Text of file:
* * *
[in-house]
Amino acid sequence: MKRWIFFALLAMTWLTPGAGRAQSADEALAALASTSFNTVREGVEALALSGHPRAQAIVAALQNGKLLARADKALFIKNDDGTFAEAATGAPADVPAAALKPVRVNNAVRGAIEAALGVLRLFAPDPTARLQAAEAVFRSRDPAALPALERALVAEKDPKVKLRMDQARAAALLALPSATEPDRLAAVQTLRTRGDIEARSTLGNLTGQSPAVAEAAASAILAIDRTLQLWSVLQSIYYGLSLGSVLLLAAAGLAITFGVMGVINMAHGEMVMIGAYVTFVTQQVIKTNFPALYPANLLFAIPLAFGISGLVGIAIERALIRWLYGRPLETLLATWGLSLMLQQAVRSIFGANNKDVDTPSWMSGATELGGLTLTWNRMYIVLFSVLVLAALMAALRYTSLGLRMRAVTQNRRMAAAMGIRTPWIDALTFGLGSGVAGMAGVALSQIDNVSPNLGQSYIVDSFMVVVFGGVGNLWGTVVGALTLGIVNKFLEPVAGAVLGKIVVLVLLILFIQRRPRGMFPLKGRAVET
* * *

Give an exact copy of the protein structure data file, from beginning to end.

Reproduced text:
[in-house]
Amino acid sequence: MKRWIFFALLAMTWLTPGAGRAQSADEALAALASTSFNTVREGVEALALSGHPRAQAIVAALQNGKLLARADKALFIKNDDGTFAEAATGAPADVPAAALKPVRVNNAVRGAIEAALGVLRLFAPDPTARLQAAEAVFRSRDPAALPALERALVAEKDPKVKLRMDQARAAALLALPSATEPDRLAAVQTLRTRGDIEARSTLGNLTGQSPAVAEAAASAILAIDRTLQLWSVLQSIYYGLSLGSVLLLAAAGLAITFGVMGVINMAHGEMVMIGAYVTFVTQQVIKTNFPALYPANLLFAIPLAFGISGLVGIAIERALIRWLYGRPLETLLATWGLSLMLQQAVRSIFGANNKDVDTPSWMSGATELGGLTLTWNRMYIVLFSVLVLAALMAALRYTSLGLRMRAVTQNRRMAAAMGIRTPWIDALTFGLGSGVAGMAGVALSQIDNVSPNLGQSYIVDSFMVVVFGGVGNLWGTVVGALTLGIVNKFLEPVAGAVLGKIVVLVLLILFIQRRPRGMFPLKGRAVET